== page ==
Reflections On . . . Love Songs and Wellbeing

By Jolanta Burke

Updated / Tuesday, 14 February 2023 09:06

Songs are not just songs – they are lines of words that repeat in our heads with a tune to accompany them. They are like thoughts, and it is sometimes hard to differentiate our thoughts from the songs that get stuck in our heads on autopilot.

As we listen to our favourite songs, the lyrics we repeat in our heads impact our thinking and emotions, creating a loop that may lead to changed behaviour. For example, listening to a song about hate after a breakup will make us hate our ex more, and if we act it out, it can lead to more hurt. As such, what we hear about love through music can fundamentally change how we think and feel about our loved ones. This is particularly problematic when the songs create a rift between two people in love.

Passionate love is highly romanticised in popular culture. We all want to experience it at least once in our lifetime. However, we feel we are not truly in love until we lose control over ourselves. In “Too Lost in You,” for instance, Sugababes realise they are in love as they become weaker, incoherent, unable to eat and sleep. They lose control of their bodily feelings, thoughts and emotions, making them realise that they have fallen deeper than ever in love. But have they?

Their state suggests that love brings the worst out of them, not the best, as it is meant to do. It is a state of suffering, not joy. It is a state of such obsessiveness that they lose control of who they are and what is important to them. FINNEAS describes this type of love in “Mona Lisa, Mona Lisa.” He felt independent before they met but calls himself codependent afterwards. He suffers when his lover is gone for a shower and cannot stop thinking about her during the day. While this romantic notion of passionate love seems aspirational, research shows it damages us and makes us less likely to maintain long-term relationships.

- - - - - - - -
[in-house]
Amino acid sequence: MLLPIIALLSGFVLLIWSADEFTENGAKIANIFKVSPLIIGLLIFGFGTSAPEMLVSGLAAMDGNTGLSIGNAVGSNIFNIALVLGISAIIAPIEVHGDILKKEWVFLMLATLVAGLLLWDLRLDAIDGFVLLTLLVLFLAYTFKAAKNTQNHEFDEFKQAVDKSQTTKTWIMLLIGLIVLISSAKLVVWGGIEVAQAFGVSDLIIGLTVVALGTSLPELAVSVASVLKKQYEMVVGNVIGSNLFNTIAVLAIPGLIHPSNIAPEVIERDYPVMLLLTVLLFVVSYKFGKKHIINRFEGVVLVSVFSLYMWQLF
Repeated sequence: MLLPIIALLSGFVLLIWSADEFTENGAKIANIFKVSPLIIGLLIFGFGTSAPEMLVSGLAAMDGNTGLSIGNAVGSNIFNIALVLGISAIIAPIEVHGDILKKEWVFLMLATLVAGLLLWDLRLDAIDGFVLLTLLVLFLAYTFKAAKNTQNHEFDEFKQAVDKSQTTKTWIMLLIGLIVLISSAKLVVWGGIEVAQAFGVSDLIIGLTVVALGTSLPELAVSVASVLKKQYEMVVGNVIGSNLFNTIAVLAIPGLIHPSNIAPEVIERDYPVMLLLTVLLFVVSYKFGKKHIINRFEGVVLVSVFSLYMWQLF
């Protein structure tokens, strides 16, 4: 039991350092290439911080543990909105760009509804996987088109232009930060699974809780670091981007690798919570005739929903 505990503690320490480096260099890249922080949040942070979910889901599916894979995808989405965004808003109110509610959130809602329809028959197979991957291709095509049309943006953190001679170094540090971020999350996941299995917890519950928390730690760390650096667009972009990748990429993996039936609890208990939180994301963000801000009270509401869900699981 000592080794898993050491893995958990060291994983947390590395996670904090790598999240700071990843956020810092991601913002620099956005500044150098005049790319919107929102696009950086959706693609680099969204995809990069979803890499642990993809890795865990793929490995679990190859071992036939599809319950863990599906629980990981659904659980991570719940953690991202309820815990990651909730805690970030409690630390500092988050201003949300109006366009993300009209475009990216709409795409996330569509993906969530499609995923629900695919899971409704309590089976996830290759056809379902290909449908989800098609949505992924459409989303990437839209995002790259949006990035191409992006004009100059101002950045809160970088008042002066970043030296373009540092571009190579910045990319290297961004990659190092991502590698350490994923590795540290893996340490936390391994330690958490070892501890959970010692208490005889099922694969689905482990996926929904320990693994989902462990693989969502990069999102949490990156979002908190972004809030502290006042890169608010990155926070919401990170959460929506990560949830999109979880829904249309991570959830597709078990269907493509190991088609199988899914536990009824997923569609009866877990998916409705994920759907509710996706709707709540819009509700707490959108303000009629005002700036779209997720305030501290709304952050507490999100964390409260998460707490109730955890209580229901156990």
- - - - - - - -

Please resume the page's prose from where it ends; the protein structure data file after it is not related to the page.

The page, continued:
Obsessive passion is associated with a compulsion to be with someone. They become so integral to our identity that we feel frustrated and upset when we cannot be with them. Ruth B’s “Dandelions” says that when her lover looks at her, she becomes alive and free, meaning without it, she is trapped and withering. Her lover holds the strings to her happiness, making her feel helpless without him. When experiencing this type of love, we cannot stop thinking about the object of our attention and constantly pursue them. This may lead to out-of-character behaviours. Central Cee in “Obsessed with You” stalks his beloved. He knows it is wrong but cannot stop himself. A feeling of compulsion he cannot control makes him do it. This is not a twenty-first century phenomenon. These tunes have been playing on repeat for decades – see “Run for Your Life,” by The Beatles, Olivia Newton-John’s “Hopelessly Devoted to You,” Bonnie Tyler’s “Total Eclipse of the Heart,” or Aerosmith’s “I Don’t Want to Miss a Thing,” to name but a few.